Gas Cooled & Advanced Gas Cooled Reactors


 
The Gas Cooled Reactor was one of the original designs. In the Gas Cooled Reactor (GCR), the moderator is graphite. Inert gas, e.g. helium or carbon dioxide, is used as the coolant. The advantage of the design is that the coolant can be heated to higher temperatures than water. As a result, higher plant efficiency (40% or more) could be obtained compared to the water cooled design (33-34%).

In the United States, Gulf General Atomics was the proponent of this design. Public Service of Colorado (now Xcel Energy)  built the Fort Saint Vrain facility north of Denver. The NRC has also written NUREG/CR-6839, Fort Saint Vrain Gas Cooled Reactor Operational Experience that provides a history of the operation of the facility. Currently, there is little movement toward the gas cooled design in the US or elsewhere.

In the United Kingdom, the government was the proponent that developed, constructed, and operated a number of gas cooled reactors. The older design used carbon dioxide gas circulating through the core at a pressure of ~1.6 MPa or 230 pounds per square inch to remove the heat from the fuel elements. The fuel consists of natural uranium metal clad with an alloy of magnesium known as Magnox (thus the name for the reactor type).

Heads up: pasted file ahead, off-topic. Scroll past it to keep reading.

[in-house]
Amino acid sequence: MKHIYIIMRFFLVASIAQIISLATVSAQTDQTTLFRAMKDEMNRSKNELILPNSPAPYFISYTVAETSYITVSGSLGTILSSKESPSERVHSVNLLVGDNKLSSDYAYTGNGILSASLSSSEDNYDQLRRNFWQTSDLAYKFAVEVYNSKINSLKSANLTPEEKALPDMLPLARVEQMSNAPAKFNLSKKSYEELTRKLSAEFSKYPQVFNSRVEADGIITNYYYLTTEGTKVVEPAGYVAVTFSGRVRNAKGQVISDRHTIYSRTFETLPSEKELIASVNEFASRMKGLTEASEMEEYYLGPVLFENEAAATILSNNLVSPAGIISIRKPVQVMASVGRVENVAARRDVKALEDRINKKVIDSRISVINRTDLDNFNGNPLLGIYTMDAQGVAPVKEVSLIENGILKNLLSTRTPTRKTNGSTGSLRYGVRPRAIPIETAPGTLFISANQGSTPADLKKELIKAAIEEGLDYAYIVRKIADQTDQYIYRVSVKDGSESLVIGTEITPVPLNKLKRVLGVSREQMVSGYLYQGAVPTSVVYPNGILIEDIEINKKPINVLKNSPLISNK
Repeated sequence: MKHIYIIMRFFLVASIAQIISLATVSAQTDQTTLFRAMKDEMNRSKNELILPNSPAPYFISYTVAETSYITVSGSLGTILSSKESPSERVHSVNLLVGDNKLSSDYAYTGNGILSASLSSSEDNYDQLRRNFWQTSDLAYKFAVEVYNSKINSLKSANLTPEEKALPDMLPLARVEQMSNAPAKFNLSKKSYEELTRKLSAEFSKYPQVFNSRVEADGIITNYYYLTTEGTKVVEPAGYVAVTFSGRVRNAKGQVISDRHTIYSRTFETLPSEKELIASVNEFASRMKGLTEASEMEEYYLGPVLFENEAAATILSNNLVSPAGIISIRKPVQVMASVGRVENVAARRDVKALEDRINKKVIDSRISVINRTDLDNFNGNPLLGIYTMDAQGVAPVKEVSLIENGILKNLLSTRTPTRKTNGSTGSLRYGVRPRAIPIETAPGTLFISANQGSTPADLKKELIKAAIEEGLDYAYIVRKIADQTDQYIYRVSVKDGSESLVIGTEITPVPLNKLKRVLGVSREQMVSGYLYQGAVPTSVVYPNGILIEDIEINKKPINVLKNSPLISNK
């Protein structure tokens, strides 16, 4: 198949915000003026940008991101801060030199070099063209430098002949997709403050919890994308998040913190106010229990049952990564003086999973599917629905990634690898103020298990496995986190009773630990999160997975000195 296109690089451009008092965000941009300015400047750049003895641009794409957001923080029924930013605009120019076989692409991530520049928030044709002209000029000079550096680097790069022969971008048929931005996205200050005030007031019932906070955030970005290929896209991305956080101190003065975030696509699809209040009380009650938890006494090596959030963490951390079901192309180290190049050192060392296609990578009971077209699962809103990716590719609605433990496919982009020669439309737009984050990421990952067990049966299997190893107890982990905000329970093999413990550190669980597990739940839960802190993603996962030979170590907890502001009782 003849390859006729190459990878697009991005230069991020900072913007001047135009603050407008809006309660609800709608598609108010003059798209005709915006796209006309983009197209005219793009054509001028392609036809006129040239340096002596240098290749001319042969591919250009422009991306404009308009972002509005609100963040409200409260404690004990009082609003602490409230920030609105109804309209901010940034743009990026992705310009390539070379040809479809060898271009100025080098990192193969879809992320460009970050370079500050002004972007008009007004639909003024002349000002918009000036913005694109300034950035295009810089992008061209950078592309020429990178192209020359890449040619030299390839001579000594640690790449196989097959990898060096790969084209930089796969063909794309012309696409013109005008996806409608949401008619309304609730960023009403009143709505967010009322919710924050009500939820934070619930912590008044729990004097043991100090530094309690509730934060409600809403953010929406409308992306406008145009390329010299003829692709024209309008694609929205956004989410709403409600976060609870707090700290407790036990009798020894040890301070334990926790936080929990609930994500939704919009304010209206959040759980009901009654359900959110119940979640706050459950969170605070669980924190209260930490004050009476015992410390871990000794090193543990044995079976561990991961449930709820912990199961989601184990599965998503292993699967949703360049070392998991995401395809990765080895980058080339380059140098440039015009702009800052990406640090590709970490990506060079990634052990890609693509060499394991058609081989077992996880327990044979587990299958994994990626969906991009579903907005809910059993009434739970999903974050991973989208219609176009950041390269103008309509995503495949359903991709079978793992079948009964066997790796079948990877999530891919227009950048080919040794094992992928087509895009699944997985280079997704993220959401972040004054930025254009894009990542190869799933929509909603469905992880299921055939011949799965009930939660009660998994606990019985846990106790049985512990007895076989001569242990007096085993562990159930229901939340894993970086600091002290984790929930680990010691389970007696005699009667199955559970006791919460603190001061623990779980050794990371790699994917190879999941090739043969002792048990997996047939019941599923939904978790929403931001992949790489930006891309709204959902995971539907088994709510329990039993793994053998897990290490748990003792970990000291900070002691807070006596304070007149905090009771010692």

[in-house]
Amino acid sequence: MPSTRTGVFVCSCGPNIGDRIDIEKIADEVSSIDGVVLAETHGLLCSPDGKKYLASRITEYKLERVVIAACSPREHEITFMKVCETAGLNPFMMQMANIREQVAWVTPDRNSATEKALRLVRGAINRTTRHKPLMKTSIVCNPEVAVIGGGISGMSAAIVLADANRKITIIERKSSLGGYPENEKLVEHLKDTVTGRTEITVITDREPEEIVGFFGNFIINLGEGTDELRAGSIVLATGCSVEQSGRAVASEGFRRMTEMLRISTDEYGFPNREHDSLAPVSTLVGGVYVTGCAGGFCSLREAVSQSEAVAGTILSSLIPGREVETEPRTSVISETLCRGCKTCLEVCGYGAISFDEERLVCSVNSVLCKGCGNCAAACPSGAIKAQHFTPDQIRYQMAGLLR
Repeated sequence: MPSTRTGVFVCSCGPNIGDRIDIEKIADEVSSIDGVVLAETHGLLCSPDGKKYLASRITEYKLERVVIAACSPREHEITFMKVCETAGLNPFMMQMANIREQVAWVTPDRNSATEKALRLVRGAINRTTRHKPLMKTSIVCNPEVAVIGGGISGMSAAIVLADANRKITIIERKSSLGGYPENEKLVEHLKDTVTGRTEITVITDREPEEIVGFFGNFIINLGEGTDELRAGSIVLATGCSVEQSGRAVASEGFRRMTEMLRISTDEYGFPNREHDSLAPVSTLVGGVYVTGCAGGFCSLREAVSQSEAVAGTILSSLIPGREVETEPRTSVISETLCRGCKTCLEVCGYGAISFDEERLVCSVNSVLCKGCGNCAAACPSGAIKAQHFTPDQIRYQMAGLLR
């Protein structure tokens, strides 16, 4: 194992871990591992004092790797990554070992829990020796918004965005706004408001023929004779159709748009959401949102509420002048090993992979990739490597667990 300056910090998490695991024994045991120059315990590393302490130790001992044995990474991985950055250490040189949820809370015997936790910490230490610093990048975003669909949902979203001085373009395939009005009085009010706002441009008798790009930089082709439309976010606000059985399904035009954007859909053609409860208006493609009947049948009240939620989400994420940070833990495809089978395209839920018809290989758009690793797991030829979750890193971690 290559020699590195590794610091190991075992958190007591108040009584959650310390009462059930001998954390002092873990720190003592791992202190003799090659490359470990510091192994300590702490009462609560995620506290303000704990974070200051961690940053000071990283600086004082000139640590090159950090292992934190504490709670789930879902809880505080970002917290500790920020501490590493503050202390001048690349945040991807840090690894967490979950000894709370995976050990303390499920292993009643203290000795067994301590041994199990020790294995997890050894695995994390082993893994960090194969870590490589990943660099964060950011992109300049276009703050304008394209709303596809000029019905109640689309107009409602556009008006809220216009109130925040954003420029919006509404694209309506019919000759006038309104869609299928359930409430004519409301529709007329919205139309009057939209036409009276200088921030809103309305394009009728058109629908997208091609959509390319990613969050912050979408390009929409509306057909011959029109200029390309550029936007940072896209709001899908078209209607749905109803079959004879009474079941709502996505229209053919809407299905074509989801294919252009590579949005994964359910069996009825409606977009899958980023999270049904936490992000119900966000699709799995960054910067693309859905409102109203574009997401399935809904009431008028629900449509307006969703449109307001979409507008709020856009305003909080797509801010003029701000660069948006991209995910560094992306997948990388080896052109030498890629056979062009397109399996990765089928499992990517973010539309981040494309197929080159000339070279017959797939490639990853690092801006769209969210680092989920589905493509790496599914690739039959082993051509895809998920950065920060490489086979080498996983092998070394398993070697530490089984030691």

The newer Advanced Gas Cooled (AGR) Reactors use a slightly enriched uranium dioxide clad with stainless steel. Carbon dioxide is the coolant gas used.

Two key advantages of this design are:

The Gas Cooled Reactor or Advanced Gas Reactor cycle is illustrated in the simple sketch below:

Courtesy Scottish Nuclear

In the UK, British Energy and British Nuclear Fuels operate the nuclear facilities. A number of the older Magnox units are being shutdown. UK Gas Cooled Reactors remaining in operation include the Magnox units - Bradwell 1& 2, Calder Hall 1-4, Chapelcross 1-4, Dungeness A1 & A2, Hinkley Point A1 & A2, Oldbury 1& 2, Sizewell A1 & A2, and Wylfa 1 & 2 - and the Advanced Gas Cooled reactors - Dungeness B1 & B2, Hartlepool 1 & 2, Heysham A1 & A2, B1 & B2, Hinkley Point B1 & B2, Hunterston B2 (AGR), and Torness 1 & 2 (AGR).

Capenhurst - Courtesy BNFL

Hunterston B - Courtesy Scottish Nuclear

 

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Copyright 1996-2009. The Virtual Nuclear Tourist. All rights reserved. Revised: April 13, 2009.